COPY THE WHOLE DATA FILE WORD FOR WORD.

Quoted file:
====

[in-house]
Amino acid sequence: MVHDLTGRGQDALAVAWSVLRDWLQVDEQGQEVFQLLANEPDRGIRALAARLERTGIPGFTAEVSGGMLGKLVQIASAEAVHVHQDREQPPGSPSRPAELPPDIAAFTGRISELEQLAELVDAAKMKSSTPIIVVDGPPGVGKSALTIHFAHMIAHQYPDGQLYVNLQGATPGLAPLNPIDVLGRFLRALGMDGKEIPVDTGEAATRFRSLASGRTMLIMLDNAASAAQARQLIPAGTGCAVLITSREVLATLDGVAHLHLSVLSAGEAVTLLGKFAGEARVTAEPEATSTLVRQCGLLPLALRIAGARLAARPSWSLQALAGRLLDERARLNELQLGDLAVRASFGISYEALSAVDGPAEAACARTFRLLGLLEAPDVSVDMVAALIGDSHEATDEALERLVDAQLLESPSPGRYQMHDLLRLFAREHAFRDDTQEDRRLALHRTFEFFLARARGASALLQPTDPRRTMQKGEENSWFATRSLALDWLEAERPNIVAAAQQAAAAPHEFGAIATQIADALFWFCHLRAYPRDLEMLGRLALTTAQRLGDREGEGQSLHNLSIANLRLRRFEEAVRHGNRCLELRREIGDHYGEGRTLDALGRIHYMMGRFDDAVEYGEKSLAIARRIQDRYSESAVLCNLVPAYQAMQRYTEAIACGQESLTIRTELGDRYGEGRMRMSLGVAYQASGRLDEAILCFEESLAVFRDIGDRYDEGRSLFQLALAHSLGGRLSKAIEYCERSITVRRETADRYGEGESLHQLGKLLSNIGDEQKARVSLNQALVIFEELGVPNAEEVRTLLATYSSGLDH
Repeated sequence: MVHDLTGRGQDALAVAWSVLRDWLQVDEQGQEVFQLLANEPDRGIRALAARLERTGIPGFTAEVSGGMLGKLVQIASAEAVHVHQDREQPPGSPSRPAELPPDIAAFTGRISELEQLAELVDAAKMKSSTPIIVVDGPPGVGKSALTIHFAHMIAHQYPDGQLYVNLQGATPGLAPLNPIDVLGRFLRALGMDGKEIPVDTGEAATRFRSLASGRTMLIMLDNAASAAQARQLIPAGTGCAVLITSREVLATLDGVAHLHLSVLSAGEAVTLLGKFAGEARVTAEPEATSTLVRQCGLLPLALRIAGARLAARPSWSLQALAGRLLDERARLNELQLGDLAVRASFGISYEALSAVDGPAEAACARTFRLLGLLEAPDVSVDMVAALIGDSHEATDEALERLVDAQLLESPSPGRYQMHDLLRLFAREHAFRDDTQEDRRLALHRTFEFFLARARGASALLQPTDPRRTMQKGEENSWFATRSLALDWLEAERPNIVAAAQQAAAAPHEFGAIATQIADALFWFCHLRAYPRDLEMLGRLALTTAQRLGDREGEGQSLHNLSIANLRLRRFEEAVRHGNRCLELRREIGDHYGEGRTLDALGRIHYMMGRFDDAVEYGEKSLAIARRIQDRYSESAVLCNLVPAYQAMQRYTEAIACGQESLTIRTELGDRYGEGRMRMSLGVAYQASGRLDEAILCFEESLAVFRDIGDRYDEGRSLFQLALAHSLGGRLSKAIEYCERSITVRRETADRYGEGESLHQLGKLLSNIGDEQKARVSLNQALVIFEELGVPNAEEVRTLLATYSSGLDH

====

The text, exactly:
[in-house]
Amino acid sequence: MVHDLTGRGQDALAVAWSVLRDWLQVDEQGQEVFQLLANEPDRGIRALAARLERTGIPGFTAEVSGGMLGKLVQIASAEAVHVHQDREQPPGSPSRPAELPPDIAAFTGRISELEQLAELVDAAKMKSSTPIIVVDGPPGVGKSALTIHFAHMIAHQYPDGQLYVNLQGATPGLAPLNPIDVLGRFLRALGMDGKEIPVDTGEAATRFRSLASGRTMLIMLDNAASAAQARQLIPAGTGCAVLITSREVLATLDGVAHLHLSVLSAGEAVTLLGKFAGEARVTAEPEATSTLVRQCGLLPLALRIAGARLAARPSWSLQALAGRLLDERARLNELQLGDLAVRASFGISYEALSAVDGPAEAACARTFRLLGLLEAPDVSVDMVAALIGDSHEATDEALERLVDAQLLESPSPGRYQMHDLLRLFAREHAFRDDTQEDRRLALHRTFEFFLARARGASALLQPTDPRRTMQKGEENSWFATRSLALDWLEAERPNIVAAAQQAAAAPHEFGAIATQIADALFWFCHLRAYPRDLEMLGRLALTTAQRLGDREGEGQSLHNLSIANLRLRRFEEAVRHGNRCLELRREIGDHYGEGRTLDALGRIHYMMGRFDDAVEYGEKSLAIARRIQDRYSESAVLCNLVPAYQAMQRYTEAIACGQESLTIRTELGDRYGEGRMRMSLGVAYQASGRLDEAILCFEESLAVFRDIGDRYDEGRSLFQLALAHSLGGRLSKAIEYCERSITVRRETADRYGEGESLHQLGKLLSNIGDEQKARVSLNQALVIFEELGVPNAEEVRTLLATYSSGLDH
Repeated sequence: MVHDLTGRGQDALAVAWSVLRDWLQVDEQGQEVFQLLANEPDRGIRALAARLERTGIPGFTAEVSGGMLGKLVQIASAEAVHVHQDREQPPGSPSRPAELPPDIAAFTGRISELEQLAELVDAAKMKSSTPIIVVDGPPGVGKSALTIHFAHMIAHQYPDGQLYVNLQGATPGLAPLNPIDVLGRFLRALGMDGKEIPVDTGEAATRFRSLASGRTMLIMLDNAASAAQARQLIPAGTGCAVLITSREVLATLDGVAHLHLSVLSAGEAVTLLGKFAGEARVTAEPEATSTLVRQCGLLPLALRIAGARLAARPSWSLQALAGRLLDERARLNELQLGDLAVRASFGISYEALSAVDGPAEAACARTFRLLGLLEAPDVSVDMVAALIGDSHEATDEALERLVDAQLLESPSPGRYQMHDLLRLFAREHAFRDDTQEDRRLALHRTFEFFLARARGASALLQPTDPRRTMQKGEENSWFATRSLALDWLEAERPNIVAAAQQAAAAPHEFGAIATQIADALFWFCHLRAYPRDLEMLGRLALTTAQRLGDREGEGQSLHNLSIANLRLRRFEEAVRHGNRCLELRREIGDHYGEGRTLDALGRIHYMMGRFDDAVEYGEKSLAIARRIQDRYSESAVLCNLVPAYQAMQRYTEAIACGQESLTIRTELGDRYGEGRMRMSLGVAYQASGRLDEAILCFEESLAVFRDIGDRYDEGRSLFQLALAHSLGGRLSKAIEYCERSITVRRETADRYGEGESLHQLGKLLSNIGDEQKARVSLNQALVIFEELGVPNAEEVRTLLATYSSGLDH